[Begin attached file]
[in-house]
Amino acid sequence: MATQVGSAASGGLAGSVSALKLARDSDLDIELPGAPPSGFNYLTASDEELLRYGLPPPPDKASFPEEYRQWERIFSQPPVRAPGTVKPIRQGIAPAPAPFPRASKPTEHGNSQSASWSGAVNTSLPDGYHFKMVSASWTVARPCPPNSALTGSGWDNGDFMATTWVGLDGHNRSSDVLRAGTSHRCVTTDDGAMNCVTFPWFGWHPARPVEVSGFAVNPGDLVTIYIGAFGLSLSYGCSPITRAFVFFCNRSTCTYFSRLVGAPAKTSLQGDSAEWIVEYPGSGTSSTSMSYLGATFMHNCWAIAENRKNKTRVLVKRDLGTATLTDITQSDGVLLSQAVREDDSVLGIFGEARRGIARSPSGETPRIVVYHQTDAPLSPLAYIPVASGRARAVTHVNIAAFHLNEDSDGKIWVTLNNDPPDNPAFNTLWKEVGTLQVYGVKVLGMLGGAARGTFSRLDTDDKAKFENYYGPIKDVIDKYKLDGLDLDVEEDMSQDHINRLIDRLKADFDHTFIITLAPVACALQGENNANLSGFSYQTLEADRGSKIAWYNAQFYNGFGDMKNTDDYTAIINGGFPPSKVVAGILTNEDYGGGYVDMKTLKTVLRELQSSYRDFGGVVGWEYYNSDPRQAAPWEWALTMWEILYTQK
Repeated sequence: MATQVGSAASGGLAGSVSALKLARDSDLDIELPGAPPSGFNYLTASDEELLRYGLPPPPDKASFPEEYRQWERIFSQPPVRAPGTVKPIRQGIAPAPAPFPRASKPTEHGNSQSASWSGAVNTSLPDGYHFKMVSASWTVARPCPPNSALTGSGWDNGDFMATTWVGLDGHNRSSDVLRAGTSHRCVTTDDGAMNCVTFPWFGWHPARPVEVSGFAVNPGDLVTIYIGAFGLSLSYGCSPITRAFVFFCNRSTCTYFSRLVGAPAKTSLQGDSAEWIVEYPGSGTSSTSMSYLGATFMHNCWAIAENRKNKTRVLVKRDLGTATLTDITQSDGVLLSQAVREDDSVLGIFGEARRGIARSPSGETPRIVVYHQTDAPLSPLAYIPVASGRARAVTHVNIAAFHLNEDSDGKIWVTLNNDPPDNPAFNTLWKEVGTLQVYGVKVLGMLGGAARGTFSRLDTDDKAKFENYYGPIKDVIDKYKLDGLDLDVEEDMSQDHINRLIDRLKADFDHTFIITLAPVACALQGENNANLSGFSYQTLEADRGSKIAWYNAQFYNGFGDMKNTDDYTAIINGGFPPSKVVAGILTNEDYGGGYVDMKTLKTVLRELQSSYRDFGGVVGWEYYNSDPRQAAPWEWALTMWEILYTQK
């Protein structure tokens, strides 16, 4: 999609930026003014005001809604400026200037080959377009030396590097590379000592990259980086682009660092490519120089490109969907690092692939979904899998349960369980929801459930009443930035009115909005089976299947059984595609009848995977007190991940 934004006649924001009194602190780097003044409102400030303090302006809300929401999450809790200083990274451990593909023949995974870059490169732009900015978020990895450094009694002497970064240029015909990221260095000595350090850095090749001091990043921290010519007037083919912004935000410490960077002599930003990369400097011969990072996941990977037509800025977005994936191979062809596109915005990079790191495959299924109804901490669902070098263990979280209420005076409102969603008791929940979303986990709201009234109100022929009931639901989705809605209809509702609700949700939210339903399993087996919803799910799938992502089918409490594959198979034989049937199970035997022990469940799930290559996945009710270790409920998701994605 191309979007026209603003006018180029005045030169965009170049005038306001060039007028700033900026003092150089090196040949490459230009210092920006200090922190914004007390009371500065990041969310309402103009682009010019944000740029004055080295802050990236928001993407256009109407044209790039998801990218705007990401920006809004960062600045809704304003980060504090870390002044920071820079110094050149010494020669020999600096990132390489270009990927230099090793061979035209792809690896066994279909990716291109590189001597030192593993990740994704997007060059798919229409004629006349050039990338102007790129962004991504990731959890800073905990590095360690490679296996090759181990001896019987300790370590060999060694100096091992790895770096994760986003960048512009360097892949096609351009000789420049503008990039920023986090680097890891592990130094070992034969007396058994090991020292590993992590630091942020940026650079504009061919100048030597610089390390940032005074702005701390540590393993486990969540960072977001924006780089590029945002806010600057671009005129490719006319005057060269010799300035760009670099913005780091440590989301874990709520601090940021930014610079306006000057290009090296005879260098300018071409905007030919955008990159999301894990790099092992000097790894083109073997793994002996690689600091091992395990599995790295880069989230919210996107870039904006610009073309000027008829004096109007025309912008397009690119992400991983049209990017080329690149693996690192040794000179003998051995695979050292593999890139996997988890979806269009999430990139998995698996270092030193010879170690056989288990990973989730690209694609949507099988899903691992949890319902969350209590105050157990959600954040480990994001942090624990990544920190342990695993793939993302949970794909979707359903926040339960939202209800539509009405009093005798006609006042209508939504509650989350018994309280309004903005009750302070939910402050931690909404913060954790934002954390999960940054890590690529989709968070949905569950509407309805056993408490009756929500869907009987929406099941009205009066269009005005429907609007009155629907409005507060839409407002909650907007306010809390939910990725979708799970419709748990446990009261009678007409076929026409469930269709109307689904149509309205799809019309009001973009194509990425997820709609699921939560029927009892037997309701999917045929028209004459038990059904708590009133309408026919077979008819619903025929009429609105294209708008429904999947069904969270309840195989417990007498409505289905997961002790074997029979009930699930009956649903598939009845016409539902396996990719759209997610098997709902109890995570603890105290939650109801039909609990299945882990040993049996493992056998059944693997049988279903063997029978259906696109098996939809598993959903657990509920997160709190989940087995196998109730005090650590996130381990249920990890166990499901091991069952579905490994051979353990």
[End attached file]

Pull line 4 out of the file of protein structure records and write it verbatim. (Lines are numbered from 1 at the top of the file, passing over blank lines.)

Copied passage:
């Protein structure tokens, strides 16, 4: 999609930026003014005001809604400026200037080959377009030396590097590379000592990259980086682009660092490519120089490109969907690092692939979904899998349960369980929801459930009443930035009115909005089976299947059984595609009848995977007190991940 934004006649924001009194602190780097003044409102400030303090302006809300929401999450809790200083990274451990593909023949995974870059490169732009900015978020990895450094009694002497970064240029015909990221260095000595350090850095090749001091990043921290010519007037083919912004935000410490960077002599930003990369400097011969990072996941990977037509800025977005994936191979062809596109915005990079790191495959299924109804901490669902070098263990979280209420005076409102969603008791929940979303986990709201009234109100022929009931639901989705809605209809509702609700949700939210339903399993087996919803799910799938992502089918409490594959198979034989049937199970035997022990469940799930290559996945009710270790409920998701994605 191309979007026209603003006018180029005045030169965009170049005038306001060039007028700033900026003092150089090196040949490459230009210092920006200090922190914004007390009371500065990041969310309402103009682009010019944000740029004055080295802050990236928001993407256009109407044209790039998801990218705007990401920006809004960062600045809704304003980060504090870390002044920071820079110094050149010494020669020999600096990132390489270009990927230099090793061979035209792809690896066994279909990716291109590189001597030192593993990740994704997007060059798919229409004629006349050039990338102007790129962004991504990731959890800073905990590095360690490679296996090759181990001896019987300790370590060999060694100096091992790895770096994760986003960048512009360097892949096609351009000789420049503008990039920023986090680097890891592990130094070992034969007396058994090991020292590993992590630091942020940026650079504009061919100048030597610089390390940032005074702005701390540590393993486990969540960072977001924006780089590029945002806010600057671009005129490719006319005057060269010799300035760009670099913005780091440590989301874990709520601090940021930014610079306006000057290009090296005879260098300018071409905007030919955008990159999301894990790099092992000097790894083109073997793994002996690689600091091992395990599995790295880069989230919210996107870039904006610009073309000027008829004096109007025309912008397009690119992400991983049209990017080329690149693996690192040794000179003998051995695979050292593999890139996997988890979806269009999430990139998995698996270092030193010879170690056989288990990973989730690209694609949507099988899903691992949890319902969350209590105050157990959600954040480990994001942090624990990544920190342990695993793939993302949970794909979707359903926040339960939202209800539509009405009093005798006609006042209508939504509650989350018994309280309004903005009750302070939910402050931690909404913060954790934002954390999960940054890590690529989709968070949905569950509407309805056993408490009756929500869907009987929406099941009205009066269009005005429907609007009155629907409005507060839409407002909650907007306010809390939910990725979708799970419709748990446990009261009678007409076929026409469930269709109307689904149509309205799809019309009001973009194509990425997820709609699921939560029927009892037997309701999917045929028209004459038990059904708590009133309408026919077979008819619903025929009429609105294209708008429904999947069904969270309840195989417990007498409505289905997961002790074997029979009930699930009956649903598939009845016409539902396996990719759209997610098997709902109890995570603890105290939650109801039909609990299945882990040993049996493992056998059944693997049988279903063997029978259906696109098996939809598993959903657990509920997160709190989940087995196998109730005090650590996130381990249920990890166990499901091991069952579905490994051979353990």